Goals and Objectives

The overall Lower Yolo property, which is owned by Westlands Water District, is approximately 3,423 acres, of which approximately 2,134 acres will be restored, enhanced and/or preserved aquatic and terrestrial species habitat. The highlight of the project is restoration of approximately 1,672 acres of tidal freshwater marsh habitat. 

The goals and objectives of the project are to:

  • Enhance regional foodweb productivity and export to Cache Slough complex in support of delta smelt (Hypomesus transpacificus) recovery
  • Provide rearing habitats for out-migrating salmonids
  • Provide rearing, breeding, and refuge habitats for a broad range of aquatic and wetland-dependent species that utilize or depend upon the combination of Delta aquatic and terrestrial habitats
  • Suitable habitat for establishment of diverse native plant communities including rare plants
  • Minimize potential for colonization by Brazilian waterweed (Egeria densa)
  • Preserve existing topographic variability to allow for habitat succession and resilience against future climate change

Because of its location at the Sacramento-San Joaquin Delta margin, the Project site provides an opportunity to restore extensive wetland-upland transitional habitats, and can accommodate sea level rise for many decades as marsh expands landward.

Design and Construction

Utilizing historical ecological information recently developed by the San Francisco Estuary Institute, the Project seeks to utilize the site’s unique position on the landscape. According to the Institute, the Project site historically held a uniquely rich location at the intersection of the Putah Creek alluvial fan, historic Yolo Basin floodway, and north Delta tidal marshes. The proposed Project seeks to partially restore some of these ecological functions in the current, highly altered landscape and restore as much of the historic hydroperiod diversity as possible. This includes reconnecting the historic lake features with surrounding natural tidal waterways and removing obstructions to tidal inundation to allow seasonal and tidal waters to drain slowly through the marsh plains. 

The proposed Project also seeks to maximize ecological productivity by enhancing resiliency, diversity, and regional integration. Utilizing the existing topography and irrigated pasture infrastructure at the site, the proposed Project would increase hydraulic residence time through increased surface flow complexity and discharge distance to receiving waters. These Project features would maximize resiliency in the face of sea level rise and regional stressors such as changes in tides, floods, salinity mixing, and invasive species. Depending on the seasonal and regional hydrology, water would come from daily tidal exchange or from seasonal inundation during flood events in the Yolo Bypass.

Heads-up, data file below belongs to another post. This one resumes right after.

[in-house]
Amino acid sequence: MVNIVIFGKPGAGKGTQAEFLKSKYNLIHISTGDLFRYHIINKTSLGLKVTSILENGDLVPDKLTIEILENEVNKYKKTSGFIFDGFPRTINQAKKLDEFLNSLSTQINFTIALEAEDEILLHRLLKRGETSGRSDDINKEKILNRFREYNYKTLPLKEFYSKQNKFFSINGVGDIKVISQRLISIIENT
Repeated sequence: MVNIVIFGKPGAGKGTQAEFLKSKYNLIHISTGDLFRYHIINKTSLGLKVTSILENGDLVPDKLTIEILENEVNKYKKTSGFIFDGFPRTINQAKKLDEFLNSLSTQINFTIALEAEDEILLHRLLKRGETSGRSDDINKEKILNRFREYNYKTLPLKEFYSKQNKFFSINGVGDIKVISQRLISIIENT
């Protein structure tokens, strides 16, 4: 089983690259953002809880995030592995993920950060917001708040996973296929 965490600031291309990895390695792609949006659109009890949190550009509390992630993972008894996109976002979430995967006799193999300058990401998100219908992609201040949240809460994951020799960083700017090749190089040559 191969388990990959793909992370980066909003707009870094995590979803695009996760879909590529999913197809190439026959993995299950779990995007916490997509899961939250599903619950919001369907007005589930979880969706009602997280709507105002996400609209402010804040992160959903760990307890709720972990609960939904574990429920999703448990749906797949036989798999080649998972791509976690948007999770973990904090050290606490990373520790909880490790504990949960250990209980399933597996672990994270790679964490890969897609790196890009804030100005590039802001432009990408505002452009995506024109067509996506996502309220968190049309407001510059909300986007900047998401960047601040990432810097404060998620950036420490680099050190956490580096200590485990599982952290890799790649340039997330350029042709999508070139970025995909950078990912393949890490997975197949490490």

Specific actions associated with the proposed Project include: restoring approximately 1,672 acres of tidal marsh, including 4 acres of tidal channels and swales; enhancing approximately 28 acres of tidal marsh habitat and 49 acres of riparian habitat; removing agricultural irrigation from approximately 385 acres surrounding the restored wetlands (fringe tidal wetlands); and relocating and installing several water control structures and some irrigation and drainage ditches. Approximately 58,000 cubic yards of soil will be excavated from the restoration area and stockpiled on existing agricultural fields in the northwest corner of the property, behind restricted-height levees.

Tidal restoration and enhancement would be accomplished by eliminating or moving existing water control infrastructure elements or installing new elements, excavating notches in existing internal and perimeter berms, and creating new tidal channels and swales to connect restoration and enhancement areas to existing tidal waters adjacent to the site. High tides would be temporarily captured behind existing berms that are part of the irrigated pasture landscape that now exists on the Project site. Water will discharge from the site though the existing irrigated pasture ditch network via overland flow, and through swales that will be cut to drain the deepest parts the existing landscape. Depth of the swales will vary in order to vary the hydroperiod within the associated drainage area and test different residency time hypotheses. Removing irrigation control structures will greatly reduce the potential for fish stranding. In addition, grazing will be restricted within the restoration footprint through the seasonal use of exclusion fencing.

Surrounding the restored wetlands will be an additional 385 acres of transitional uplands on which agricultural irrigation will be discontinued. Seasonal cattle grazing will be utilized within this wetland buffer zone as a vegetation management tool. To ensure that irrigation and drainage needs of the remainder of the site and of adjacent properties are maintained, the one tide gate will be relocated. Areas on the property that are outside of the Project footprint will remain in their current condition and continue to support agricultural operations following Project implementation. 

The final Environmental Impact Report for the project has been certified and regulatory permits for project construction are currently being reviewed by the relevant public resource agencies. Construction is scheduled for the summer of 2014. — by Carl Jensen, Landscape Architect, ICF International